To measure spatial memory retention, we performed probe trials by removing the hidden platform one day after the training. In agreement with previous observations, hAPP/CST3+/+mice crossed the target platform much fewer times than wild-type mice (CST3+/+), exhibiting impaired memory retention (Figure 4C). CysC ablation in hAPP-J20 mice markedly increased the number of target platform crossings, suggesting that spatial memory was restored in hAPP/CST3−/− mice (Figure 4C). Indeed, hAPP/CST3−/− mice spent significantly more time in the target quadrant than hAPP/CST3+/+ mice, similar to mice without hAPP (Figure 4D). Thus, Aβ-associated deficits in spatial learning and memory was prevented by CysC removal. In the cued (non-spatial) session after the probe trials, mice learned to find the target platform that was clearly visible with a marker placed directly above it. In agreement with previous studies (Cheng et al., 2007; Roberson et al., 2007), hAPP/CST3+/+ mice took longer time than CST3+/+ mice to locate the visible platform (Figure S2). Removing CysC significantly improved the ability of hAPP-J20 mice to learn this task (Figure S2).
Other behavioral abnormalities in hAPP-J20 mice were also attenuated by CysC reduction. Increased exploratory locomotor activity was observed in several independent AD animal models (Kobayashi and Chen, 2005), including Tg2576 (Ognibene et al., 2005) and hAPP-J20 mice (Cheng et al., 2007; Chin et al., 2005; Roberson et al., 2007). In an open field test, hAPP-J20 mice exhibited sustained locomotor hyperactivity over the course of 15 min (Figure 4E). The lack of habituation to the novel environment suggests impaired non-associative learning. Removing CysC in APP-J20 mice restored habituation, suggesting improved non-associative learning in this paradigm (Figure 4E). The total locomotor hyperactivity of hAPP-J20 mice was also significantly attenuated by CysC reduction (Figure 4F). In the elevated plus maze, hAPP-J20 mice exhibited a disinhibition phenotype, spending more time in the open arms than the control mice (Figure 4G), as expected from previous studies (Cheng et al., 2007; Chin et al., 2005; Roberson et al., 2007). The relative amount of time spent in the open arms was markedly decreased in hAPP/CST3−/− mice and, to lesser extent, in hAPP/CST3+/− mice (Figure 4G). Thus, the CysC reduction ameliorated anxiolytic responses of hAPP-J20 mice in a gene dose-dependent manner.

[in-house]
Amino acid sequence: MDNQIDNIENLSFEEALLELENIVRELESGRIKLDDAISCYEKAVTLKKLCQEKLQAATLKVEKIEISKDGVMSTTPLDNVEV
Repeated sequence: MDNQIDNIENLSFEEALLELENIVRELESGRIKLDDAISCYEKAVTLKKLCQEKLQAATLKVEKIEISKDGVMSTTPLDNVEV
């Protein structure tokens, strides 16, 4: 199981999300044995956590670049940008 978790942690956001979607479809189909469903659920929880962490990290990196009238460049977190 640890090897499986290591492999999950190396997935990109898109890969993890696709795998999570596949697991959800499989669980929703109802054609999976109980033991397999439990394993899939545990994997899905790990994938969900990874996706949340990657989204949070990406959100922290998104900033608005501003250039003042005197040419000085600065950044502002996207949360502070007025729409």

Cognitive deficits in hAPP-J20 mice were associated with depletion of a calcium-binding protein, calbindin-D28k, in the DG (Palop et al., 2007; Palop et al., 2003; Roberson et al., 2007). Reducing CysC in hAPP-J20 mice significantly increased the levels of calbindin in the DG (Figure 5A and 5B), confirming improved hippocampal function. Removal of one or both alleles of CysC also significantly increased the number of Fos-positive neurons in the DG of hAPP-J20 mice (Figure S3).
To directly assess the effects of CysC reduction on functional deficits in hippocampal circuits, we performed extracellular recordings of field excitatory postsynaptic potentials (EPSPs) of two hippocampal circuits, perforant path to DG granule cell synapses and Schaffer collateral to CA1 pyramidal cell synapses. In the medial perforant path (MPP) to granule cell synapses, the long-term potentiation (LTP) induced by theta burst stimulation was significantly depressed in hAPP-J20 mice compared with non-transgenic controls (Palop et al., 2007) (Figure 5C). CysC removal in hAPP-J20 mice led to a robust recovery of LTP (Figure 5C), suggesting improved long-term synaptic plasticity in the DG. In the lateral perforant path (LPP) to DG synapses of hAPP-J20 mice, alterations of paired pulse facilitation (PPF), which reflect deficits in short-term plasticity, were also prevented by CysC removal (Figure 5D).
Interestingly, the strength of basic synaptic transmission in the DG, as measured by input/output (I/O) relationships at the MPP pathway was not affected by either hAPP overexpression or CysC ablation (Figure 5E). In contrast, the I/O ratios of the Schaffer collateral to CA1 synapses were markedly reduced in hAPP-J20 mice, but ablating CysC failed to improve the synaptic strength of this synaptic pathway (Figure 5F). These results demonstrated that CysC deletion in hAPP-J20 mice specifically restored both long-term and short-term synaptic plasticity in the hippocampal circuits involving DG, providing plausible molecular mechanisms underlying the improvements in spatial learning and memory and other hippocampal-associated behaviors.